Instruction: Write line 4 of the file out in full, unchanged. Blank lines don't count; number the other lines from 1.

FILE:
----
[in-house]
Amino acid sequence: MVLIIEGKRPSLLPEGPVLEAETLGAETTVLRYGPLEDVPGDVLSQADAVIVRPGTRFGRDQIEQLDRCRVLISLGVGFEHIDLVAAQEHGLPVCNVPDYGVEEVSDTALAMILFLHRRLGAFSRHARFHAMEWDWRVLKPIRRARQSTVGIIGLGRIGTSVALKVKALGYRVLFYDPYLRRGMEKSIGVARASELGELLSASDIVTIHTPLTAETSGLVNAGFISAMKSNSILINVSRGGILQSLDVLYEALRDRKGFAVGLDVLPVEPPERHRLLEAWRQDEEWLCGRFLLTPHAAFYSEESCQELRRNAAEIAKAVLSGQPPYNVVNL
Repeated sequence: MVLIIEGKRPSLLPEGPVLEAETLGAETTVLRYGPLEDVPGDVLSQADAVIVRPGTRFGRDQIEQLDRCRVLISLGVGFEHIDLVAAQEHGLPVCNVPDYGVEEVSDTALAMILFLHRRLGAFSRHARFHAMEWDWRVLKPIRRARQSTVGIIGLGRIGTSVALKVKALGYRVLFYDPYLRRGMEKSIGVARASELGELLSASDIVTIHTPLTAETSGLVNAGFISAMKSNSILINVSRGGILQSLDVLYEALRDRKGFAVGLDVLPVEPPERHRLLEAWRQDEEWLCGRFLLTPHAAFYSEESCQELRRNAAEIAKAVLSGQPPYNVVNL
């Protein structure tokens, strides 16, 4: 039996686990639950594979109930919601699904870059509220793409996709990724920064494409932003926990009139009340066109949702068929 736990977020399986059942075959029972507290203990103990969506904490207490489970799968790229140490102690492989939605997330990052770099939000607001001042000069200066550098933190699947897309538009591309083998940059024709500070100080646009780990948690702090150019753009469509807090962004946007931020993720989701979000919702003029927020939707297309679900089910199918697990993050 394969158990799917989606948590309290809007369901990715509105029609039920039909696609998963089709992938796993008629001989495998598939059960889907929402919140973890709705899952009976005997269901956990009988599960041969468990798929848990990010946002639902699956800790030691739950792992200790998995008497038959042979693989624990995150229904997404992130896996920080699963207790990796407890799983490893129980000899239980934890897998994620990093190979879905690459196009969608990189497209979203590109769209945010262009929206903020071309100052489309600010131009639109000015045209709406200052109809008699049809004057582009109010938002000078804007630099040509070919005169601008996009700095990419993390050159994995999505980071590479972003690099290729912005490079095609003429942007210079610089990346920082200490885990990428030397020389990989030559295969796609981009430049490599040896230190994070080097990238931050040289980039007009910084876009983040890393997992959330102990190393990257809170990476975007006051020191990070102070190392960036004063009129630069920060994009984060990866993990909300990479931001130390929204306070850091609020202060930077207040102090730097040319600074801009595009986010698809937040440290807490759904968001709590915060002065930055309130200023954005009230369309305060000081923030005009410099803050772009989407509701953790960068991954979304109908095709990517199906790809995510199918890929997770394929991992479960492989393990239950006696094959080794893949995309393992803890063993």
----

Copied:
């Protein structure tokens, strides 16, 4: 039996686990639950594979109930919601699904870059509220793409996709990724920064494409932003926990009139009340066109949702068929 736990977020399986059942075959029972507290203990103990969506904490207490489970799968790229140490102690492989939605997330990052770099939000607001001042000069200066550098933190699947897309538009591309083998940059024709500070100080646009780990948690702090150019753009469509807090962004946007931020993720989701979000919702003029927020939707297309679900089910199918697990993050 394969158990799917989606948590309290809007369901990715509105029609039920039909696609998963089709992938796993008629001989495998598939059960889907929402919140973890709705899952009976005997269901956990009988599960041969468990798929848990990010946002639902699956800790030691739950792992200790998995008497038959042979693989624990995150229904997404992130896996920080699963207790990796407890799983490893129980000899239980934890897998994620990093190979879905690459196009969608990189497209979203590109769209945010262009929206903020071309100052489309600010131009639109000015045209709406200052109809008699049809004057582009109010938002000078804007630099040509070919005169601008996009700095990419993390050159994995999505980071590479972003690099290729912005490079095609003429942007210079610089990346920082200490885990990428030397020389990989030559295969796609981009430049490599040896230190994070080097990238931050040289980039007009910084876009983040890393997992959330102990190393990257809170990476975007006051020191990070102070190392960036004063009129630069920060994009984060990866993990909300990479931001130390929204306070850091609020202060930077207040102090730097040319600074801009595009986010698809937040440290807490759904968001709590915060002065930055309130200023954005009230369309305060000081923030005009410099803050772009989407509701953790960068991954979304109908095709990517199906790809995510199918890929997770394929991992479960492989393990239950006696094959080794893949995309393992803890063993």